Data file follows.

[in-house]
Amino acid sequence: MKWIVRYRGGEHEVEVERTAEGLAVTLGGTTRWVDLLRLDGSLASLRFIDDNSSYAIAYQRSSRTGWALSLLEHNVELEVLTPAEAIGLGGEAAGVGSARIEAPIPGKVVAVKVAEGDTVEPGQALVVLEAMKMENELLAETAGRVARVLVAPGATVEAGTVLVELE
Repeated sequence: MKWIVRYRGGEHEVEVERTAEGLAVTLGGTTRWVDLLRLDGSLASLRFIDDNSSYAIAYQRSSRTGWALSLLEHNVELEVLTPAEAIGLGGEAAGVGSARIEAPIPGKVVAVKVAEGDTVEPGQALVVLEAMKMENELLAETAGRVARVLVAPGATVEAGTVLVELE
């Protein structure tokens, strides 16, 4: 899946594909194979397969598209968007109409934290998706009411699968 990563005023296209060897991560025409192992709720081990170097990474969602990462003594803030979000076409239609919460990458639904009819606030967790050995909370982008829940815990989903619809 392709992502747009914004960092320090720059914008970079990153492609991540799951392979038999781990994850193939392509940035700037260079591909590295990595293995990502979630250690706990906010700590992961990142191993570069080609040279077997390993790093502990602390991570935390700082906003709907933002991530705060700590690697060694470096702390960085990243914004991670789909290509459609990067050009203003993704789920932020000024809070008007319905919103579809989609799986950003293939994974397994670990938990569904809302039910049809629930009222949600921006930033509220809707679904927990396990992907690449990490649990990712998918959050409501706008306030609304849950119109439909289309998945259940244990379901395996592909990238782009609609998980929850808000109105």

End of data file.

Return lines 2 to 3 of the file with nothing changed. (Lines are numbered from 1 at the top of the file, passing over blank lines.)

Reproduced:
Amino acid sequence: MKWIVRYRGGEHEVEVERTAEGLAVTLGGTTRWVDLLRLDGSLASLRFIDDNSSYAIAYQRSSRTGWALSLLEHNVELEVLTPAEAIGLGGEAAGVGSARIEAPIPGKVVAVKVAEGDTVEPGQALVVLEAMKMENELLAETAGRVARVLVAPGATVEAGTVLVELE
Repeated sequence: MKWIVRYRGGEHEVEVERTAEGLAVTLGGTTRWVDLLRLDGSLASLRFIDDNSSYAIAYQRSSRTGWALSLLEHNVELEVLTPAEAIGLGGEAAGVGSARIEAPIPGKVVAVKVAEGDTVEPGQALVVLEAMKMENELLAETAGRVARVLVAPGATVEAGTVLVELE